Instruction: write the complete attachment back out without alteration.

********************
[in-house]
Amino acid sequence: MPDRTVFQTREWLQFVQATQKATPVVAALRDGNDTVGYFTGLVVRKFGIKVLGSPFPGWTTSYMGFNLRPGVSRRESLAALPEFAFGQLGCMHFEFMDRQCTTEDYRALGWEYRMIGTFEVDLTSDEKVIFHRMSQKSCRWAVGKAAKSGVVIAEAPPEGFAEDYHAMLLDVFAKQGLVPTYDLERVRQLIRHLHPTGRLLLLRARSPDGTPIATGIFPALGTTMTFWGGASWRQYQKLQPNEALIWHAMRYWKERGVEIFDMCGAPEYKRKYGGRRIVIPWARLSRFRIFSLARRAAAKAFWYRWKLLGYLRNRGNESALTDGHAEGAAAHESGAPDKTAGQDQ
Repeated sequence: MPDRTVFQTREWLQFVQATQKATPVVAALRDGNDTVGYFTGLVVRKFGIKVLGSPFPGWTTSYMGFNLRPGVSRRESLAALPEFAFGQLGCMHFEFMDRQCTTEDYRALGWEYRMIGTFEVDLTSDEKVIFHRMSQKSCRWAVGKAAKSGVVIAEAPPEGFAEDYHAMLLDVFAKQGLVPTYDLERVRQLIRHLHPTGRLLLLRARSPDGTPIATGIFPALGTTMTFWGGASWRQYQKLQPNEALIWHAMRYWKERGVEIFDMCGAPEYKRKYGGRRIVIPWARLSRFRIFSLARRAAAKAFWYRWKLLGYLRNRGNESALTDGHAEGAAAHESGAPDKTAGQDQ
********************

[in-house]
Amino acid sequence: MPDRTVFQTREWLQFVQATQKATPVVAALRDGNDTVGYFTGLVVRKFGIKVLGSPFPGWTTSYMGFNLRPGVSRRESLAALPEFAFGQLGCMHFEFMDRQCTTEDYRALGWEYRMIGTFEVDLTSDEKVIFHRMSQKSCRWAVGKAAKSGVVIAEAPPEGFAEDYHAMLLDVFAKQGLVPTYDLERVRQLIRHLHPTGRLLLLRARSPDGTPIATGIFPALGTTMTFWGGASWRQYQKLQPNEALIWHAMRYWKERGVEIFDMCGAPEYKRKYGGRRIVIPWARLSRFRIFSLARRAAAKAFWYRWKLLGYLRNRGNESALTDGHAEGAAAHESGAPDKTAGQDQ
Repeated sequence: MPDRTVFQTREWLQFVQATQKATPVVAALRDGNDTVGYFTGLVVRKFGIKVLGSPFPGWTTSYMGFNLRPGVSRRESLAALPEFAFGQLGCMHFEFMDRQCTTEDYRALGWEYRMIGTFEVDLTSDEKVIFHRMSQKSCRWAVGKAAKSGVVIAEAPPEGFAEDYHAMLLDVFAKQGLVPTYDLERVRQLIRHLHPTGRLLLLRARSPDGTPIATGIFPALGTTMTFWGGASWRQYQKLQPNEALIWHAMRYWKERGVEIFDMCGAPEYKRKYGGRRIVIPWARLSRFRIFSLARRAAAKAFWYRWKLLGYLRNRGNESALTDGHAEGAAAHESGAPDKTAGQDQ